If Hollywood Won't Create Content For the Latinx Community, Camila Mendes Will Do It Herself
Camila Mendes has gained a huge following thanks to her role on Riverdale, but it's her activism off screen that makes her so admired by fans. Over the past few years, the 25-year-old actress has been a strong advocate for body positivity, and now, she's speaking out about women's rights through her partnership with Secret Deodorant. The new "All Strength, No Sweat" campaign is all about women who "boldly challenge the status quo," which is something Mendes definitely knows a thing or two about from playing Veronica Lodge.
"Veronica is insane. She's literally a teenager who's balancing a million businesses at once."
Veronica might seem like your average high schooler, but she's also a savvy business woman. "Veronica definitely inspires me," Mendes told POPSUGAR. "Veronica is insane. She's literally a teenager who's balancing a million businesses at once, which I think is something that isn't just inspiring to me, but is inspiring to all the young women watching Riverdale. That's the world we live in now, where a teenager could start a business. If you think about Bill Gates, he started Microsoft when he was so young and that's the kind of the message Veronica gives young women, as crazy as that might sound. You're never too young to pursue your dreams and apply yourself to your greatest ability. Veronica is a very intelligent young woman who is fearless and determined and doesn't let obstacles deter her from her goals. That's something that I can definitely take with me in my career is the perseverance through adversity."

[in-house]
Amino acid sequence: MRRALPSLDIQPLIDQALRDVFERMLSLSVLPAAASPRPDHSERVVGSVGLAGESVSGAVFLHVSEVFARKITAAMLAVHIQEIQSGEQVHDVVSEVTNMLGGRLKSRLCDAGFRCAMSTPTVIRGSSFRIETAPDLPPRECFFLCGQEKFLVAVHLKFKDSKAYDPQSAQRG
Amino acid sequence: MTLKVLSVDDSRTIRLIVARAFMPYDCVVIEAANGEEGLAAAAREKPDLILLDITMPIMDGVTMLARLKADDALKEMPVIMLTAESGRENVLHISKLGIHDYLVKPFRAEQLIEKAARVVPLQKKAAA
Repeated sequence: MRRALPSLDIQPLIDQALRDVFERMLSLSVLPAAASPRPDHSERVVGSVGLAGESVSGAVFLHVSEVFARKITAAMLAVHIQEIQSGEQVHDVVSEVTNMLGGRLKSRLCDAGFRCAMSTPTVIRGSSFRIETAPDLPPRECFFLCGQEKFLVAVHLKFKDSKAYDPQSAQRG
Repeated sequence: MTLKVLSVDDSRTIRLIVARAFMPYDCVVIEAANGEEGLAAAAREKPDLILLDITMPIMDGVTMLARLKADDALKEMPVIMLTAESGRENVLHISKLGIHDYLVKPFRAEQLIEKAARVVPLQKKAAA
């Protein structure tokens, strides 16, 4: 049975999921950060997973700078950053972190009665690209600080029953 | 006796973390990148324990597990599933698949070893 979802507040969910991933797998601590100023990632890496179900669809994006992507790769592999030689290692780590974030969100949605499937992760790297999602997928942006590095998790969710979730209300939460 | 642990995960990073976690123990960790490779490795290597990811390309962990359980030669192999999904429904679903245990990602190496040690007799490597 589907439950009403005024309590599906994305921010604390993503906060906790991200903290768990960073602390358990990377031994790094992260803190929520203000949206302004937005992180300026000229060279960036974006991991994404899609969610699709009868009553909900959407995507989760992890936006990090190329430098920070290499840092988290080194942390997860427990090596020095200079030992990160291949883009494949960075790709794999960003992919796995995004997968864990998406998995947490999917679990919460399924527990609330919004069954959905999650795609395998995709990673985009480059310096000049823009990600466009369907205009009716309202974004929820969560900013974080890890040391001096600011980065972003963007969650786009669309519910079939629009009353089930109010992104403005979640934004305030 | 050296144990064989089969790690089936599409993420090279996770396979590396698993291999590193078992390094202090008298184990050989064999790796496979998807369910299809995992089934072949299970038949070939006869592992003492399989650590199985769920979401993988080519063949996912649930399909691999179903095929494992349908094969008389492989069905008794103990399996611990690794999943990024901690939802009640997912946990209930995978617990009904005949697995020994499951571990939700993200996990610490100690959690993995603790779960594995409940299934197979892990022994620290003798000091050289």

Not only does playing Veronica inspire Mendes in her everyday life, but she also has incredible support from her female costars, Lili Reinhart, Vanessa Morgan, Madelaine Petsch, and Ashleigh Murray (pictured above). "They empower me in so many ways," Mendes said. "We all definitely lean on each other when it comes to our personal lives and our personal obstacles. When it comes to our careers, we really help each other out. Sometimes we share information about how much we're getting paid on certain projects so that we can observe, 'Oh, is that much how much you should be for something like this? Okay. So that means I can ask for more because these are things we're all learning right now.' We're all very new to this industry and to have each other and to compare our situations to each other in a very honest and raw way, that's how we help each other grow. That's true female empowerment, that's the most positive form of a female friendship."
"If these opportunities aren't being created, I'm just going to have to create them myself."
While Hollywood still has a long ways to go when it comes to inclusivity (i.e., snubbing female directors and people of colour at big award shows), Mendes is eager to help move the needle forward. In fact, she's more inspired now to produce her own work. "I want to produce projects that I'm going to be a part [and produce] projects that I'm not a part of. Anything that is going to help create content that is female-focused and female-driven and give more representation to specifically the Latinx community, because I don't think there is enough. If I have the ability and the platform to create that kind of content, why shouldn't I? Because I don't see those opportunities presenting themselves to me and I do often feel like I have a smaller door sometimes into opportunities because there isn't that much Latinx representation in the scripts that I'm receiving. It feels sometimes like, 'OK, if these opportunities aren't being created, I'm just going to have to create them myself.'"